Springer Online Journal Archives 1860-2000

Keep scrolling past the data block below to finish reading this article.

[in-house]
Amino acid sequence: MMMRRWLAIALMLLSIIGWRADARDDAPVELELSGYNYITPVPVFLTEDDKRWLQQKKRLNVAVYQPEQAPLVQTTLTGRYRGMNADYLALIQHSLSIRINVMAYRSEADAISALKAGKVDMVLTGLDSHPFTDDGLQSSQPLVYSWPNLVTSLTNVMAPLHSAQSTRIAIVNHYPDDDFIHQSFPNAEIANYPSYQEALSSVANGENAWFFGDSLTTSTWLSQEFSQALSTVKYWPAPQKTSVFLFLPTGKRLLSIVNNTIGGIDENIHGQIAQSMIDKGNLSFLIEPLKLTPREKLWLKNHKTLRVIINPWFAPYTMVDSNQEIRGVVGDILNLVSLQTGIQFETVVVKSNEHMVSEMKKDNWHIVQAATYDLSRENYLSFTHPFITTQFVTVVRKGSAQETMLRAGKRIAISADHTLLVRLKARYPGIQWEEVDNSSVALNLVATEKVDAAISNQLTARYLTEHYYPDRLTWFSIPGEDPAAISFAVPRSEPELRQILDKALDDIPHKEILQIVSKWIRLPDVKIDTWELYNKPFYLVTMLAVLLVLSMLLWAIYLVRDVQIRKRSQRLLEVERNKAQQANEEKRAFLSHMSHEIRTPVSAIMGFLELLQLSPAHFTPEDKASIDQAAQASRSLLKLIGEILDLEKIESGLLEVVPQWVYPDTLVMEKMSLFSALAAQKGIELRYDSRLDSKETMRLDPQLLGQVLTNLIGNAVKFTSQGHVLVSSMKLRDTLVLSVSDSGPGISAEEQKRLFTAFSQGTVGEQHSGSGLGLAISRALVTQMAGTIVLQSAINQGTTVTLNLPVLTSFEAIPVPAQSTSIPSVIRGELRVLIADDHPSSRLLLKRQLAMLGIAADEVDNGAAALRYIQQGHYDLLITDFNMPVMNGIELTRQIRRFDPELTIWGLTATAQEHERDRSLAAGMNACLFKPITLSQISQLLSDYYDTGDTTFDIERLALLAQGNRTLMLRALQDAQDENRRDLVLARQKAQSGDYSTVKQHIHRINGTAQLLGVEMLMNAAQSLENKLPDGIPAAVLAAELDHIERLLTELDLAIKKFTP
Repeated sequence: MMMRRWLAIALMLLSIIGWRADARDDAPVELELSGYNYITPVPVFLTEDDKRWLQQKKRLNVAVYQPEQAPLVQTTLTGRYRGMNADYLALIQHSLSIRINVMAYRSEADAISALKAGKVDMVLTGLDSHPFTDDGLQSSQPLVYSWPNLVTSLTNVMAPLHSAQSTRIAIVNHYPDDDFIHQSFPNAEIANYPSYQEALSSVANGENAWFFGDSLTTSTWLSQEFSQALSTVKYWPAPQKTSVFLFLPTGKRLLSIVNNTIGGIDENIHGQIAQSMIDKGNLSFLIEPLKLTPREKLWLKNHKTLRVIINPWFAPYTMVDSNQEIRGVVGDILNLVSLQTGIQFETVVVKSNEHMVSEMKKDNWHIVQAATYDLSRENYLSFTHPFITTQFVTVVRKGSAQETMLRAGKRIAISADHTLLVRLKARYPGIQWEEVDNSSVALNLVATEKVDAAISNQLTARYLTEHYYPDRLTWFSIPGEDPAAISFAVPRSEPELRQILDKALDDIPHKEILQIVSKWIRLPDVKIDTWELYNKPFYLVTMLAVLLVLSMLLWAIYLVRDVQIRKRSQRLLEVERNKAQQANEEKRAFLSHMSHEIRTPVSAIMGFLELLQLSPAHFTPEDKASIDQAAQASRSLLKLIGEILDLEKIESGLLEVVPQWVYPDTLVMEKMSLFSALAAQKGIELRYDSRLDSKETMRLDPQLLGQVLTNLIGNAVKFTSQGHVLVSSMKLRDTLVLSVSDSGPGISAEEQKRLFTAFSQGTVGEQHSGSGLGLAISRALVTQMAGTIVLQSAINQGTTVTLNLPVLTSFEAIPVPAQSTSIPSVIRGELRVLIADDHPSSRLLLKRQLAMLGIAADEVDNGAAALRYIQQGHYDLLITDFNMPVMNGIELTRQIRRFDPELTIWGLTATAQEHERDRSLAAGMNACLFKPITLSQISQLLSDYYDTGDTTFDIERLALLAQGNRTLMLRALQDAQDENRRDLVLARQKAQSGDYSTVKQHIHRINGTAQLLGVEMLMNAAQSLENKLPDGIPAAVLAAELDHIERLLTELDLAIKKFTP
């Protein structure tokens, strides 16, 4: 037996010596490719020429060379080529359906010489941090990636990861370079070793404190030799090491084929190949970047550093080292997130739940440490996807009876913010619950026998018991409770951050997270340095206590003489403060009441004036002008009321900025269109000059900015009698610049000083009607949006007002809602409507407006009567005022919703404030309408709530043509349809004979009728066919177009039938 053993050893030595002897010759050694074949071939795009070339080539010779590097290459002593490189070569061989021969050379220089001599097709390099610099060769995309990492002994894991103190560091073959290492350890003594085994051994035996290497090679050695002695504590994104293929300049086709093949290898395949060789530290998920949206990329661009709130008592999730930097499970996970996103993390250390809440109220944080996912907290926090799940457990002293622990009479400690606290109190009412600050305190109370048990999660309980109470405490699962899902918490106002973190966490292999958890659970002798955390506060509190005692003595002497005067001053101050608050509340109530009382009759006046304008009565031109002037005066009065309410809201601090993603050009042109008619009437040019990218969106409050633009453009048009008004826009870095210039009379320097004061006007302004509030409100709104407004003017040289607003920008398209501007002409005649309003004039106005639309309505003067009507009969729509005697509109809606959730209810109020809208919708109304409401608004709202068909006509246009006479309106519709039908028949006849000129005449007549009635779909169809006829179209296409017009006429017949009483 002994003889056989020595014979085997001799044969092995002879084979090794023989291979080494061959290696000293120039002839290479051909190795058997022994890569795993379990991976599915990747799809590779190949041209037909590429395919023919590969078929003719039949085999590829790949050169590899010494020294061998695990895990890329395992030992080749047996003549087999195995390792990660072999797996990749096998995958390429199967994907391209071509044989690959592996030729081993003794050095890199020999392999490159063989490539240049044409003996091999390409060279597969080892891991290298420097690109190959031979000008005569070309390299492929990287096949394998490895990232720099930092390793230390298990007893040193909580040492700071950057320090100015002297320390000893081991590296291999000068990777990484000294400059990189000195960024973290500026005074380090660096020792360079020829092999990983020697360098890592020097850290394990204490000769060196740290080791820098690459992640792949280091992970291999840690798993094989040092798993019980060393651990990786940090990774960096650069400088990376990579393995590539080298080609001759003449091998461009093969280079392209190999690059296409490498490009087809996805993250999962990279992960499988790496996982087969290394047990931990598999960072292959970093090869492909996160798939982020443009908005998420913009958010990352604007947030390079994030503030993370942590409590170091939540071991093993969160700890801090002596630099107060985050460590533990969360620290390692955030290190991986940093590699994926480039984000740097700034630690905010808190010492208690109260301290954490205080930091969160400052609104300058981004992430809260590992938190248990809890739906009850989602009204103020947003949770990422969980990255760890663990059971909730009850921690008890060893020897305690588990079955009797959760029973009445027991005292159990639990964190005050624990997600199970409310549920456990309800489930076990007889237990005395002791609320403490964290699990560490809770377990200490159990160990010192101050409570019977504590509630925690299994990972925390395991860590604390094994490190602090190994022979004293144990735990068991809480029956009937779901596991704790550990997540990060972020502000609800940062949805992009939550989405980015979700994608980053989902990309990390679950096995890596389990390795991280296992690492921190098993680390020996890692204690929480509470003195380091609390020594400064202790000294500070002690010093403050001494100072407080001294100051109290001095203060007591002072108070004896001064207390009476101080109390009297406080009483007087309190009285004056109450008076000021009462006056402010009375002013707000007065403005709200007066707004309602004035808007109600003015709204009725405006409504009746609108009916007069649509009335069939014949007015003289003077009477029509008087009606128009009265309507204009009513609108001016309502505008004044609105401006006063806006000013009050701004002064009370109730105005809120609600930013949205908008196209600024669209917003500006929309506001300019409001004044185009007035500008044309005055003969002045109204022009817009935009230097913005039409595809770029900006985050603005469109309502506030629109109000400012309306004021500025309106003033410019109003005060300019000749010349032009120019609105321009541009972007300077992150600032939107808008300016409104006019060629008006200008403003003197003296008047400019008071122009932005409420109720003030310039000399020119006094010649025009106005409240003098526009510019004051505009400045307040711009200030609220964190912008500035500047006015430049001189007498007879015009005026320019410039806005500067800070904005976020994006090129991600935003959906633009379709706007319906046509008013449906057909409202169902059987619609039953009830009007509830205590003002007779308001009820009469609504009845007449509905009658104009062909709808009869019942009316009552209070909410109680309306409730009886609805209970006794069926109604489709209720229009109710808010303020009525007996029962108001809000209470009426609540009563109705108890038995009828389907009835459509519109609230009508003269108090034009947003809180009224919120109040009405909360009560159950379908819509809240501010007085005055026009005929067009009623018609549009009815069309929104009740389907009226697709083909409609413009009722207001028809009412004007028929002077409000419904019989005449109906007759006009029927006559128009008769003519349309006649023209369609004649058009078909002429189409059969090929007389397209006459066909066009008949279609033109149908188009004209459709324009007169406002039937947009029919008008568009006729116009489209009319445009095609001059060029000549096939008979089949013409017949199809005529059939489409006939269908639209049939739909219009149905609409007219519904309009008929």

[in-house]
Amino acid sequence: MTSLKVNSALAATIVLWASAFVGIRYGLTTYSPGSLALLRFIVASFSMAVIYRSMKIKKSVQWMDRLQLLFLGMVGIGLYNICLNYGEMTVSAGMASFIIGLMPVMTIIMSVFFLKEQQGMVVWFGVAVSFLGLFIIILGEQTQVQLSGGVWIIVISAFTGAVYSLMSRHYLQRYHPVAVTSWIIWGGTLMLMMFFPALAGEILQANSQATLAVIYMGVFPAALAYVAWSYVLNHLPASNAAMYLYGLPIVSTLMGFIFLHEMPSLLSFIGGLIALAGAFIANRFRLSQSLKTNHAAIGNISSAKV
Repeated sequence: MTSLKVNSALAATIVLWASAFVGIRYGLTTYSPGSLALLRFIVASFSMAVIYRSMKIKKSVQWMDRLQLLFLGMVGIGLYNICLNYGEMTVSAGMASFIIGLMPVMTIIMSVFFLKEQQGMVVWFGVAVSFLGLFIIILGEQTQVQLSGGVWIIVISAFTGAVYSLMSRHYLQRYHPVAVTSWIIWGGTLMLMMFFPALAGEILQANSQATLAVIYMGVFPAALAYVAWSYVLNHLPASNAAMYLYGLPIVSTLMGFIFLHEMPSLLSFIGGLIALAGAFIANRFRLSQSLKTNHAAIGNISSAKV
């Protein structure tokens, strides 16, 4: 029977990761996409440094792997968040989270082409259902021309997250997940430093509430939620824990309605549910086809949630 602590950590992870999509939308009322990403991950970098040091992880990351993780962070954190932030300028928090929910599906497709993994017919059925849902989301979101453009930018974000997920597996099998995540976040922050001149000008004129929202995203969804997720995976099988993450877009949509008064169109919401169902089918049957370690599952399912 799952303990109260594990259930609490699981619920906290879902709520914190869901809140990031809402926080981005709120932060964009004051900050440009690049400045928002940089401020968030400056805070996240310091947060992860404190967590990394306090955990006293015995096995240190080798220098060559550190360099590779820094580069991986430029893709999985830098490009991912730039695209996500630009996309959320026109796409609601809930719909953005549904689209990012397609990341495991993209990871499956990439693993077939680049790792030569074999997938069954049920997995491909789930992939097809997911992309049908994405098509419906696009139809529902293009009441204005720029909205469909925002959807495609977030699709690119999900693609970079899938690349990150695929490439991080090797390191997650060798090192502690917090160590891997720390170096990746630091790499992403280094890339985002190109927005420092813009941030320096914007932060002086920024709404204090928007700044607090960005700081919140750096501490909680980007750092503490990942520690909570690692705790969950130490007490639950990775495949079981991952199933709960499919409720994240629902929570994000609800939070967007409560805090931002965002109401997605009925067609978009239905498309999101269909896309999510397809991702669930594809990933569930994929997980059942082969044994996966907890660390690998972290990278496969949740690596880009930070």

Abstract We present Hα and coronal X-ray images of the large two-ribbon flare of 25–26 June, 1992 during its long-lasting gradual decay phase. From these observations we deduce that the 3-D magnetic field configuration late in this flare was similar to that at and before the onset of such large eruptive bipolar flares: the sheared core field running under and out of the flare arcade was S-shaped, and at least one elbow of the S looped into the low corona. From previous observations of filament-eruption flares, we infer that such core-field coronal elbows, though rarely observed, are probably a common feature of the 3-D magnetic field configuration late in large two-ribbon flares. The rare circumstance that apparently resulted in a coronal elbow of the core field being visible in Hα in our flare was the occurrence of a series of subflares low in the core field under the late-phase arcade of the large flare; these subflares probably produced flaring arches in the northern coronal elbow, thereby rendering this elbow visible in Hα. The observed late-phase 3-D field configuration presented here, together with the recent sheared-core bipolar magnetic field model of Antiochos, Dahlburg, and Klimchuk (1994) and recent Yohkoh SXT observations of the coronal magnetic field configuration at and before the onset of large eruptive bipolar flares, supports the seminal 3-D model for eruptive two-ribbon flares proposed by Hirayama (1974), with three modifications: (1) the preflare magnetic field is closed over the filament-holding core field; (2) the preflare core field has the shape of an S (or backward S) with coronal elbows; (3) a lower part of the core field does not erupt and open, but remains closed throughout flare, and can have prominent coronal elbows. In this picture, the rest of the core field, the upper part, does erupt and open along with the preflare arcade envelope field in which it rides; the flare arcade is formed by reconnection that begins in the middle of the core field at the start of the eruption and progresses from reconnecting closed core field early in the flare to reconnecting ‘opened’ envelope field late in the flare.
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